What is bankruptcy?

In Australia, the term bankruptcy is used in relation to an individual person, rather than a company.

The law of personal bankruptcy is covered by the Bankruptcy Act 1966 (Cth) . The government agency responsible for administering the Bankruptcy Act is the Australian Financial Security Authority, otherwise known as AFSA .

An individual facing financial difficulties may take steps to declare themselves bankrupt by lodging a Debtors Petition with AFSA.  Alternatively, a creditor who is owed money may make an application to the Court - a Creditors Petition - to make someone bankrupt.

When someone becomes bankrupt, a Trustee in Bankruptcy will take over and manage their property and assets and handle their liabilities. The trustee’s role is to sell the assets to raise money to pay all the creditors as much of the money owed as possible.

When a person is bankrupt, they may not be allowed to travel overseas, or to work in certain professions. Bankruptcy usually lasts for three years, after which the person is discharged from bankruptcy - although it will remain on their records for 7 years. If all the bankrupt's debts are able to be paid in full, the trustee can annul the bankruptcy.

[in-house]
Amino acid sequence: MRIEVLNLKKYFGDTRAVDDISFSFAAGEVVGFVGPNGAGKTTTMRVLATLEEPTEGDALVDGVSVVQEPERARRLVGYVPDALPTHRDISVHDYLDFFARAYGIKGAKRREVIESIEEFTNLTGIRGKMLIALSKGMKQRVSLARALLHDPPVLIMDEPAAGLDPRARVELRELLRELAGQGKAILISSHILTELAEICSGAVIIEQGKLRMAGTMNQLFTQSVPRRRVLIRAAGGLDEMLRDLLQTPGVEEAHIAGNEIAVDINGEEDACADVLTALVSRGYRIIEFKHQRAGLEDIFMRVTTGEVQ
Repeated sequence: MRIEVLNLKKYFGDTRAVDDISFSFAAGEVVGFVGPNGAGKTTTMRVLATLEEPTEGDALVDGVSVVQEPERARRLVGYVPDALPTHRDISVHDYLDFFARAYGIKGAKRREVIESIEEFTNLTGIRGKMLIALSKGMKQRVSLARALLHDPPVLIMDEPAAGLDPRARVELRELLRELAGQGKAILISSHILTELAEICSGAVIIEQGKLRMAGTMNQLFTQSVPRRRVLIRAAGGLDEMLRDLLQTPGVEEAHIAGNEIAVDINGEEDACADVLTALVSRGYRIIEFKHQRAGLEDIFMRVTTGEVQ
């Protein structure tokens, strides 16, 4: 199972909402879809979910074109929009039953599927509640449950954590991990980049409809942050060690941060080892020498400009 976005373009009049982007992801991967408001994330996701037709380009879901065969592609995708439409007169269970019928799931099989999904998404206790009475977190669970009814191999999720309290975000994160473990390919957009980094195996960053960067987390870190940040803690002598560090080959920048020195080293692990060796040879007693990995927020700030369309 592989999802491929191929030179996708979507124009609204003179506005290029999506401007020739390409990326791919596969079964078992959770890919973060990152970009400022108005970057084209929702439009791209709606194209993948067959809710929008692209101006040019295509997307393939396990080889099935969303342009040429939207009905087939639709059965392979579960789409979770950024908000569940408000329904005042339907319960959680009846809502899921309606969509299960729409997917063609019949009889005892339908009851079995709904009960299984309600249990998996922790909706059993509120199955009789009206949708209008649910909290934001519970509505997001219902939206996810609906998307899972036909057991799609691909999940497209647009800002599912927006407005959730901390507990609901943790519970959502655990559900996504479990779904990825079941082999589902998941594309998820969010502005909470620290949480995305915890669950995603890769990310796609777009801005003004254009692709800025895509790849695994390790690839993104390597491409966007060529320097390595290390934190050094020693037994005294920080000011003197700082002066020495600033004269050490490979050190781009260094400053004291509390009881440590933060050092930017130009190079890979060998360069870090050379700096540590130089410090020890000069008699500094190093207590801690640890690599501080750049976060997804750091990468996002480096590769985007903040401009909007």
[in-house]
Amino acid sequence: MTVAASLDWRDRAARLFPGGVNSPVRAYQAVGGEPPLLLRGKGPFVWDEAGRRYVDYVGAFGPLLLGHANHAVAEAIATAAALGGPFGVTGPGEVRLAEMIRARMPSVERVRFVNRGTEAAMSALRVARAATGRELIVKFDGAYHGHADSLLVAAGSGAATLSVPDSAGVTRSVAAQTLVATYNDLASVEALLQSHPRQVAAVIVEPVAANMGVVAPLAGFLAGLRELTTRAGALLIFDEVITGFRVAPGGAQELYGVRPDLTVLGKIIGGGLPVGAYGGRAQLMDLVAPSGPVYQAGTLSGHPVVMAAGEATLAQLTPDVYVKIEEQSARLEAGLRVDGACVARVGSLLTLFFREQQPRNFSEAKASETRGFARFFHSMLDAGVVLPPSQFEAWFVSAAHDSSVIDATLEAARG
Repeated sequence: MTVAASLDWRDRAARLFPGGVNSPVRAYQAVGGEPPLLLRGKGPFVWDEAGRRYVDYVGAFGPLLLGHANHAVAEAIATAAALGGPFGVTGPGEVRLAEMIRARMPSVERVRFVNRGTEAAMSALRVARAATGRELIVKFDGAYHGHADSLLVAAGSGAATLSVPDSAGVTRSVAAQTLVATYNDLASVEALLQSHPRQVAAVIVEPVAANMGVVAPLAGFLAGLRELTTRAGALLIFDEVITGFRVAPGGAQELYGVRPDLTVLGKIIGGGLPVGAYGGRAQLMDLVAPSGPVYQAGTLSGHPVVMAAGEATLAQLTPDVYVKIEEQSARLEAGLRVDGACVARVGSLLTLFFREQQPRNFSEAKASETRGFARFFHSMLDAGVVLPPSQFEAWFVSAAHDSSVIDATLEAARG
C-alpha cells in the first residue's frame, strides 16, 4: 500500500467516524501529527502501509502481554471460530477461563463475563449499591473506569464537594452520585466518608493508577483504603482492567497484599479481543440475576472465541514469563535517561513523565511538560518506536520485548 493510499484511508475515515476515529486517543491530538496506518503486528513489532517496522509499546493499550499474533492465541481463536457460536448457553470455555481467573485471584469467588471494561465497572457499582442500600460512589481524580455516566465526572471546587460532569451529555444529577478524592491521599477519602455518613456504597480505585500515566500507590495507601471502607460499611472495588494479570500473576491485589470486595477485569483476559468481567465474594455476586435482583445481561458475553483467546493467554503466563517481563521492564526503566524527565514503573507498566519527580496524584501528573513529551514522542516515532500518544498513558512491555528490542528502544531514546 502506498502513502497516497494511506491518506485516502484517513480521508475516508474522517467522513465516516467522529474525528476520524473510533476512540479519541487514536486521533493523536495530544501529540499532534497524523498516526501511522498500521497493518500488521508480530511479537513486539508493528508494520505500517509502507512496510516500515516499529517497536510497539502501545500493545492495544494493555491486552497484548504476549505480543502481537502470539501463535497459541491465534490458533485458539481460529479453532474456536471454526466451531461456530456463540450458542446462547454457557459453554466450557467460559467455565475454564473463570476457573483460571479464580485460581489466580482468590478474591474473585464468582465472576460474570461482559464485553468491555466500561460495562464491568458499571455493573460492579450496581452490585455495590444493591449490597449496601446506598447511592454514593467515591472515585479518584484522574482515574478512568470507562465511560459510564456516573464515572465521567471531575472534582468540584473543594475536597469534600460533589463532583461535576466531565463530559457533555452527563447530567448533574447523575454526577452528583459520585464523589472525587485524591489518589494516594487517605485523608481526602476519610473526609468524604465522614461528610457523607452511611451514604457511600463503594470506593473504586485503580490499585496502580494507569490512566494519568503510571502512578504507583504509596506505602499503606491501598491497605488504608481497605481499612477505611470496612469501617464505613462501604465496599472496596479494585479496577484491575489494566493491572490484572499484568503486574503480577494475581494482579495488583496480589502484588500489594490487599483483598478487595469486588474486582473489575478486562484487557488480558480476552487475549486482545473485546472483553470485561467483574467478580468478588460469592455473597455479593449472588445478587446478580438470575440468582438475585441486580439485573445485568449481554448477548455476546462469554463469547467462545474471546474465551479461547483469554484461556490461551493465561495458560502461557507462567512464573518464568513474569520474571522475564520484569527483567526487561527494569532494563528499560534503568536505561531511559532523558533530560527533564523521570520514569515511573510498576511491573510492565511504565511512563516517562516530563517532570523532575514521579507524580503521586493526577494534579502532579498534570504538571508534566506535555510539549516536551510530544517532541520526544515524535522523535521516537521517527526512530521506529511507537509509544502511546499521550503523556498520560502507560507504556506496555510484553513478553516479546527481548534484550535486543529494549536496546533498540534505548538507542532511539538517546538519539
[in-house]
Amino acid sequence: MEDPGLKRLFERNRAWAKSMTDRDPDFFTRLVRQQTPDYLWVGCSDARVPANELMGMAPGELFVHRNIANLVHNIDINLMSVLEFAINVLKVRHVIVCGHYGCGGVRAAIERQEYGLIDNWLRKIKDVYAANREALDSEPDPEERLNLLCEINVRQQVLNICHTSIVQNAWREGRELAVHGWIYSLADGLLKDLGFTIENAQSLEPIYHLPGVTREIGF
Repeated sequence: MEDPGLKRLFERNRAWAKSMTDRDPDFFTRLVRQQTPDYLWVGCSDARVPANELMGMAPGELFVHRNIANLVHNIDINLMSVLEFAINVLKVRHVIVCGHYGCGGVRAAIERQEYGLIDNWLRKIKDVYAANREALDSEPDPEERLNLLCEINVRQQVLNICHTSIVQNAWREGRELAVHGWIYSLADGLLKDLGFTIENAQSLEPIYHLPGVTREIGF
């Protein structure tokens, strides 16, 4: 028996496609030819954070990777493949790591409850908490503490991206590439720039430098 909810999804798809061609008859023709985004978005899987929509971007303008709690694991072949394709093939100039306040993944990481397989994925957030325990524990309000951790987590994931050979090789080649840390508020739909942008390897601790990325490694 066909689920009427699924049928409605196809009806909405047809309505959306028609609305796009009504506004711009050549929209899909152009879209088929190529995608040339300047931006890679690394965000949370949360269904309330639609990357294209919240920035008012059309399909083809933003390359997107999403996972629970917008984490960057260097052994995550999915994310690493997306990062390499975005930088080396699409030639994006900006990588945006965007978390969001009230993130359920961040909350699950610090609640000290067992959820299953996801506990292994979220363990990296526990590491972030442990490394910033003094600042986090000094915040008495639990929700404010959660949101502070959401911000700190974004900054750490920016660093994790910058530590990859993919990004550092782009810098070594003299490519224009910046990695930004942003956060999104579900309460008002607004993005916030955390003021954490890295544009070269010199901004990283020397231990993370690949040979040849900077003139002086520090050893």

There may be alternatives to going bankrupt.  A person can go into a debt agreement, or a personal insolvency agreement, which involve less time and restrictions than bankruptcy.  Debtors may be able to negotiate informal repayment arrangements with their creditors.  Talk to financial counsellor or to a qualified ARITA Professional Member about the alternative options. 

To find out more about bankruptcy and other personal insolvency administrations, a document summarising the key features of the different types of formal administrations can be downloaded from the link below, or please visit the AFSA website

ARITA and AFSA provide a range of information sheets for further information.